Estimated duration: 2-3 minutes
SALT LAKE CITY — January is Cervical Cancer Awareness Month, and about 14,000 women in the United States are diagnosed with this type of cancer each year.
Dr. Jonathan Grant, a radiation oncologist at Intermountain Healthcare, says the main cause of cervical cancer is long-term infection with the human papillomavirus.
“Cervical cancer is unique in that it is one of the few cancers simulated by viruses.
There is now a vaccine, the HPV vaccine, that helps prevent this disease.
According to the American Cancer Society, the incidence of cervical cancer decreased by 65% from 2012 to 2019 after young women were vaccinated against HPV for the first time.
“The HPV vaccine has been one of the big success stories over the last 10 to 20 years,” said Grant.
West Valley resident Marianne Peterson, 40, was diagnosed with cervical cancer in September 2021.
“I felt like I was floating. Being diagnosed with cervical cancer was surreal,” she said.
Her last two Pap smears recurred with abnormal cells and she began bleeding profusely a month before her next annual checkup.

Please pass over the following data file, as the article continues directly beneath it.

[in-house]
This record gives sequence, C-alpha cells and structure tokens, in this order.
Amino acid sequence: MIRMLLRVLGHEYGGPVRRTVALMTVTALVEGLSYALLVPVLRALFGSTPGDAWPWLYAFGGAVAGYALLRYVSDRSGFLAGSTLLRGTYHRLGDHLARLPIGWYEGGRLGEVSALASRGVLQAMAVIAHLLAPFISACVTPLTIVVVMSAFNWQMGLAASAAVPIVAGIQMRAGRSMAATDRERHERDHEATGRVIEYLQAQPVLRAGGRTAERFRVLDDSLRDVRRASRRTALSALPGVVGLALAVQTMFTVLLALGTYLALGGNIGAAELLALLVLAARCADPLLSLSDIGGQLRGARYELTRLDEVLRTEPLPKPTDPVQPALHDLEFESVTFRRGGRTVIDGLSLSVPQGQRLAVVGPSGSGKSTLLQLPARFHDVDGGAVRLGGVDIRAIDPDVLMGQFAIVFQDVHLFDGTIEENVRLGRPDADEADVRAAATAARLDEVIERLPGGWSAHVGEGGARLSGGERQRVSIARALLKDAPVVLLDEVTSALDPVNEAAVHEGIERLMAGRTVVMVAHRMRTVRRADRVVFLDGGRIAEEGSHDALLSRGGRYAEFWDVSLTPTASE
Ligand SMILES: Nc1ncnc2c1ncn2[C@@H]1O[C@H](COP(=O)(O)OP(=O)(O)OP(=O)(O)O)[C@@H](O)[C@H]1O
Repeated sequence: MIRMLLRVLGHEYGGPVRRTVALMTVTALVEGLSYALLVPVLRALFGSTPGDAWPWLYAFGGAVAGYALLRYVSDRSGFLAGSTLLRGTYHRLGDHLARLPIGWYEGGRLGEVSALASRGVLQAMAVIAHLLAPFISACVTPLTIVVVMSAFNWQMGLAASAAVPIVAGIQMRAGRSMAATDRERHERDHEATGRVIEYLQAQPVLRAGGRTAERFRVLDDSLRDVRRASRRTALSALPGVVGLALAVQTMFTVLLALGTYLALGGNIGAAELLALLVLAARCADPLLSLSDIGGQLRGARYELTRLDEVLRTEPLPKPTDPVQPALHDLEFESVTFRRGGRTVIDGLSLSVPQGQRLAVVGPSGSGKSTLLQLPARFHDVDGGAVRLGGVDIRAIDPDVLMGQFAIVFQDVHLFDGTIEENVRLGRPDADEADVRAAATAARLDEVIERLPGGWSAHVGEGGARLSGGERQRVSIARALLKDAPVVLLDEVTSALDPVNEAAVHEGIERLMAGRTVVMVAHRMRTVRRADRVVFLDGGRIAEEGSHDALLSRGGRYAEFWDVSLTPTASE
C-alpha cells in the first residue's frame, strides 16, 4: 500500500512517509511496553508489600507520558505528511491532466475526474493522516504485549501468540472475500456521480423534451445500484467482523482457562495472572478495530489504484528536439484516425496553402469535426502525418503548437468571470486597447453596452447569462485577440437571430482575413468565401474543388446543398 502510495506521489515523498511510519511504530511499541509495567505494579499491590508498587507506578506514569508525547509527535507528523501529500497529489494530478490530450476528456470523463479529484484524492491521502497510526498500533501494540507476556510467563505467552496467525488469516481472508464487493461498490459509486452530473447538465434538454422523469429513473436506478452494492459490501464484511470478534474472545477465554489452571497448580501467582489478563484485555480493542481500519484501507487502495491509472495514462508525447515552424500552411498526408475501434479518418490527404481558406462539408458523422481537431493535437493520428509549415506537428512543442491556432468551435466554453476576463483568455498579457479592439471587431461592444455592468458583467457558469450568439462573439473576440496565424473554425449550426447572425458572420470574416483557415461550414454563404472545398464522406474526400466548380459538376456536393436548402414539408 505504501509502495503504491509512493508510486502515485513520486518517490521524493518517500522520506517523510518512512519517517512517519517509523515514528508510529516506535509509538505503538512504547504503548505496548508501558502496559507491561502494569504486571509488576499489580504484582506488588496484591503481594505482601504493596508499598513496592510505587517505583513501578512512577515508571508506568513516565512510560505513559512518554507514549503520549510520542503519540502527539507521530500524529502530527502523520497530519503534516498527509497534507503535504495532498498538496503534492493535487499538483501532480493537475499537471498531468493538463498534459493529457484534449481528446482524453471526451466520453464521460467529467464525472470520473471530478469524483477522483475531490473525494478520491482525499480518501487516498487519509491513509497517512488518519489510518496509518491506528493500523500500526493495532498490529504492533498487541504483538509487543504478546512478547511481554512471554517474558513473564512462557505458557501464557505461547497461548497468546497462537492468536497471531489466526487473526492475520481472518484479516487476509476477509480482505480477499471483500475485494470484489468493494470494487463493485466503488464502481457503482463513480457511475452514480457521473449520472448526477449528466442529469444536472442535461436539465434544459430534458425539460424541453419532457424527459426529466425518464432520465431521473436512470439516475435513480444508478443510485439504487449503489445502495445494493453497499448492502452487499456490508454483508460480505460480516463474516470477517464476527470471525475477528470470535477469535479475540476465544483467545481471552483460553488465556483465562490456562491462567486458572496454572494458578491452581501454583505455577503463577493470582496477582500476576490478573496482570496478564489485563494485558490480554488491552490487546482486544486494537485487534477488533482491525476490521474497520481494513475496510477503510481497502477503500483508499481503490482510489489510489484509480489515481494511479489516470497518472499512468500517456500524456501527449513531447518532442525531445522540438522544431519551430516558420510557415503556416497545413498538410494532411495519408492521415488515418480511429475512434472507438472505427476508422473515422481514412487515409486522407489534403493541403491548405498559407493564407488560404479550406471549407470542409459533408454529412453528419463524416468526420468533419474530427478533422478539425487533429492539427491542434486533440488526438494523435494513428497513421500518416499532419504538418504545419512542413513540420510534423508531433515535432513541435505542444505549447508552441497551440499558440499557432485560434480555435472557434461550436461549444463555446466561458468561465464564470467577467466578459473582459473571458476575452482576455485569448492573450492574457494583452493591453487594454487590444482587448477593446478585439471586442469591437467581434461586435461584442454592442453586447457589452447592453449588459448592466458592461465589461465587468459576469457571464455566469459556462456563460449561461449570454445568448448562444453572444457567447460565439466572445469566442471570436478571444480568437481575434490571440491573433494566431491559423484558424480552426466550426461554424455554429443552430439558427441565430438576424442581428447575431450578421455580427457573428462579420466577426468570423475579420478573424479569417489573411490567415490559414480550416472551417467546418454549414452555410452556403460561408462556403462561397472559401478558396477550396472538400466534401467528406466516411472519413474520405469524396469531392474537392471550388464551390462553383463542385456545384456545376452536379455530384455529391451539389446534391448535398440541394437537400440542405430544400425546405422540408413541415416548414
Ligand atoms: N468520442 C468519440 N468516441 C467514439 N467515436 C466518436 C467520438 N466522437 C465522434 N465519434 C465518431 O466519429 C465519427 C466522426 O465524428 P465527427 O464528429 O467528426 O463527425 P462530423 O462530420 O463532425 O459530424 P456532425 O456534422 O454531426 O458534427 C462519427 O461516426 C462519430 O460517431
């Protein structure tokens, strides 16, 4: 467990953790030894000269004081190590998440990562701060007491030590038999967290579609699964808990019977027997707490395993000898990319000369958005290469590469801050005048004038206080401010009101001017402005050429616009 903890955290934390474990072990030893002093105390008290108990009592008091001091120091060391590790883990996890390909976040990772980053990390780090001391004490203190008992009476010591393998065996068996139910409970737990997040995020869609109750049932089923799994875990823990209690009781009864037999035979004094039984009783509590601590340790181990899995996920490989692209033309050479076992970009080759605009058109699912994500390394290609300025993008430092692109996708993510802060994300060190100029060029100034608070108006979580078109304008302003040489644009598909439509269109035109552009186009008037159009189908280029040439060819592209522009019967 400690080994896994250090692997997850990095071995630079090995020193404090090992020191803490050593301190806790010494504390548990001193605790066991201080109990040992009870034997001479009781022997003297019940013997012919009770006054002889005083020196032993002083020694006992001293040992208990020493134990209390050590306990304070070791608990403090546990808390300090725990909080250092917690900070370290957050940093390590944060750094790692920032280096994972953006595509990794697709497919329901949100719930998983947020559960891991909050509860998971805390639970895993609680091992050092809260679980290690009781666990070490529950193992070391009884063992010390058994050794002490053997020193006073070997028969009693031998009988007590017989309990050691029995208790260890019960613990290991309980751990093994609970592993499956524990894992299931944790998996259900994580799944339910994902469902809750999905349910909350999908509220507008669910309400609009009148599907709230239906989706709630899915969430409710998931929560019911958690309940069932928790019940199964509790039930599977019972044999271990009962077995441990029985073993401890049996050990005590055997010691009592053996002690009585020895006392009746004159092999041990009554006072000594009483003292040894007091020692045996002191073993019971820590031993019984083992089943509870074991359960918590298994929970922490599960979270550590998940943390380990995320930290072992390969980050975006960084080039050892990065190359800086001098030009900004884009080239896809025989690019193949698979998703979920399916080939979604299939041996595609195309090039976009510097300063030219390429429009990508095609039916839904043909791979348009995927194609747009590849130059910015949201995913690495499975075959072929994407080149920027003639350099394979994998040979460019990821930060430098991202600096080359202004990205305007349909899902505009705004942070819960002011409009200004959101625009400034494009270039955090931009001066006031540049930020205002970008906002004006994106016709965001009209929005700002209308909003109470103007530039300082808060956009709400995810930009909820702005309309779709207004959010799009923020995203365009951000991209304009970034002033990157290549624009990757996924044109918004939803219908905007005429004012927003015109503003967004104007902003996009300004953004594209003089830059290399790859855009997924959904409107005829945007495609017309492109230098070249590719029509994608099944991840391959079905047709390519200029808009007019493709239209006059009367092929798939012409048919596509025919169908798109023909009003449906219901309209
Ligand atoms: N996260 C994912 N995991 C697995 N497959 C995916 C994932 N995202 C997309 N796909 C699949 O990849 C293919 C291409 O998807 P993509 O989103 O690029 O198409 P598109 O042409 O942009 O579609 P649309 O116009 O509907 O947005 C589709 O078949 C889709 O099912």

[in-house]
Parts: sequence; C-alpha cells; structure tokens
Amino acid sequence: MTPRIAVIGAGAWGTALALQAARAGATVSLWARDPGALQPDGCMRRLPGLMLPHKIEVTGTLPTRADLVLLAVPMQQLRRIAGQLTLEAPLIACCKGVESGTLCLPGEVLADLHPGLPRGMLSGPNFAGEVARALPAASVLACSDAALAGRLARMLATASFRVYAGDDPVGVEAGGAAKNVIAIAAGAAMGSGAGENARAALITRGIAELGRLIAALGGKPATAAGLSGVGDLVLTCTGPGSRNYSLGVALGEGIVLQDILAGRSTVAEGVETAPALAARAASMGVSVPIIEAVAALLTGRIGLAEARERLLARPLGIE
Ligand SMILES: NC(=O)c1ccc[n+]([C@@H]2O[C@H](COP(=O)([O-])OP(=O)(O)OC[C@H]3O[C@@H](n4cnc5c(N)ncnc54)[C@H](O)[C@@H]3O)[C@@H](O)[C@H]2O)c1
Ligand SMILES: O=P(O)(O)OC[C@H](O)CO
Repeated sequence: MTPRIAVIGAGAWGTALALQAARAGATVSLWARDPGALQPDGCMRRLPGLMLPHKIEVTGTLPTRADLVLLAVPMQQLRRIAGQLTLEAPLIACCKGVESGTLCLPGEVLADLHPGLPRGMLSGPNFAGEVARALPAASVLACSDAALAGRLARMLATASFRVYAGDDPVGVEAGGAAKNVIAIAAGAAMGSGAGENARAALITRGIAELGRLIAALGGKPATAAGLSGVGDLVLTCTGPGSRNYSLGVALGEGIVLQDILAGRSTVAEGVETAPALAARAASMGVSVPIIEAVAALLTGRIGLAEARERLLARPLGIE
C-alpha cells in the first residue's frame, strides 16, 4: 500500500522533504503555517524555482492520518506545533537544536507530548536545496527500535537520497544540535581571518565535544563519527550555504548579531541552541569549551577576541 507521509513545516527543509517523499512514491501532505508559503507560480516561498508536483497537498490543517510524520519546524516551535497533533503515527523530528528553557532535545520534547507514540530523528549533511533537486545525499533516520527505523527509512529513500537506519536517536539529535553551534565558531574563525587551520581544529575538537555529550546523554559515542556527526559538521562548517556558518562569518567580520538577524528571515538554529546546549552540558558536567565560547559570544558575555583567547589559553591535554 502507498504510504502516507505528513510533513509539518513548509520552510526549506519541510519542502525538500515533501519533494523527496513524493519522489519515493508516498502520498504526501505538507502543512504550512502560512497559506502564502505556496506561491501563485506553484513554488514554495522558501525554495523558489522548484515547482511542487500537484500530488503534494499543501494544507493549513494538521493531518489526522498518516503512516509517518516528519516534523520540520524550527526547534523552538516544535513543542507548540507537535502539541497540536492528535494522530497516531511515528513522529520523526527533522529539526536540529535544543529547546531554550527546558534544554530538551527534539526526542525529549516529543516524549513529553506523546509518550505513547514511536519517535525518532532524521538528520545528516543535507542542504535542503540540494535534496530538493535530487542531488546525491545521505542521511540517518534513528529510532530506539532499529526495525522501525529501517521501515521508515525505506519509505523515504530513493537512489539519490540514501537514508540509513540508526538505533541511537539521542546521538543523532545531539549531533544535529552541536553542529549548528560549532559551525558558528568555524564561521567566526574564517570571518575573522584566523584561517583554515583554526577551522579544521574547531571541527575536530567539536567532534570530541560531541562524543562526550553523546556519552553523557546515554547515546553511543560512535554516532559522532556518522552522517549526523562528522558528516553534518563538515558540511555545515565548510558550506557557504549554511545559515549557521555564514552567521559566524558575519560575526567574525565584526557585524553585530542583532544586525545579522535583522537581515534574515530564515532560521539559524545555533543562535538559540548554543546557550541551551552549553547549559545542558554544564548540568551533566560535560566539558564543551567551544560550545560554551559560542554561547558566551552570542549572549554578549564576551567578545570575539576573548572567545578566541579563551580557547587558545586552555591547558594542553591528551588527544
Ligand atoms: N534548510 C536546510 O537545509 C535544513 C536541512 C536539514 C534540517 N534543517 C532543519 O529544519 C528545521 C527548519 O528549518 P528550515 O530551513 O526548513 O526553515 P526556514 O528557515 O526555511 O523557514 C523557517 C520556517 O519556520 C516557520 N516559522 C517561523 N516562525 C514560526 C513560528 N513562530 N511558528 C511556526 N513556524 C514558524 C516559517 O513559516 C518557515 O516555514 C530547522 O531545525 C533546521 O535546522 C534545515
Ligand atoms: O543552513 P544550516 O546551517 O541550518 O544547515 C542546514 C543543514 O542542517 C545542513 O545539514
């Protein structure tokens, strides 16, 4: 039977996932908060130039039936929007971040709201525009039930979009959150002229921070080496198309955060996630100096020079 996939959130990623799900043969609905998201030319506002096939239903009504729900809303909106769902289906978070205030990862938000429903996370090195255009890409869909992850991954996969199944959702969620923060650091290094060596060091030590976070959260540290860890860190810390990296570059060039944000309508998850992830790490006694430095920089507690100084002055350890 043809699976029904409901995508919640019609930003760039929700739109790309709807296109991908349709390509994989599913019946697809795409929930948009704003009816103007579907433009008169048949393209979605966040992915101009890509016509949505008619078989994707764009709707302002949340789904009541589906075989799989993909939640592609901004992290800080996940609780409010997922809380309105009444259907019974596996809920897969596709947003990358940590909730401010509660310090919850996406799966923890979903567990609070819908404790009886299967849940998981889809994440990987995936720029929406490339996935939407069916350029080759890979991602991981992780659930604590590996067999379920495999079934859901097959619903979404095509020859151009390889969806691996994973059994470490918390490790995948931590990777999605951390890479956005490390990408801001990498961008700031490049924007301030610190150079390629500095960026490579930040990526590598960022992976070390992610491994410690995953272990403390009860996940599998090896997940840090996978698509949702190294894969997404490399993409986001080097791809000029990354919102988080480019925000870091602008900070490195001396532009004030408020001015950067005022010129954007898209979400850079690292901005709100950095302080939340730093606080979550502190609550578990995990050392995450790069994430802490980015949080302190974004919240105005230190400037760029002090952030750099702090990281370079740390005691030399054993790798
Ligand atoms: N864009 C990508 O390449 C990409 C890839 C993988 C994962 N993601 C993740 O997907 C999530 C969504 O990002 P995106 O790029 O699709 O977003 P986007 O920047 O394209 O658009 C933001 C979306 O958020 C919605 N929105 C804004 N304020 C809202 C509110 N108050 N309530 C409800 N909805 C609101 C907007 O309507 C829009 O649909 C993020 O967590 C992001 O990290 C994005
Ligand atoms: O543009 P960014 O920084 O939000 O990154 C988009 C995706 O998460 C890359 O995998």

Grant said it was a sign of cervical cancer. She immediately started chemotherapy and radiation.
“I’ve never felt so sick in my life,” she said.
However, she continued to battle the disease.
“Mainly being here was taking care of the kids and the dogs, but mostly my kids,” Peterson said.
Peterson is now cancer free and enjoys camping with family and friends.
She said she would have had the vaccine had it been available when she was younger. “If there was a vaccine that would reduce the risk of contracting this disease, I think it would be an absolute no-brainer,” Peterson said.
Grant says the HPV vaccine is recommended for presexually active boys and girls between the ages of 9 and 26.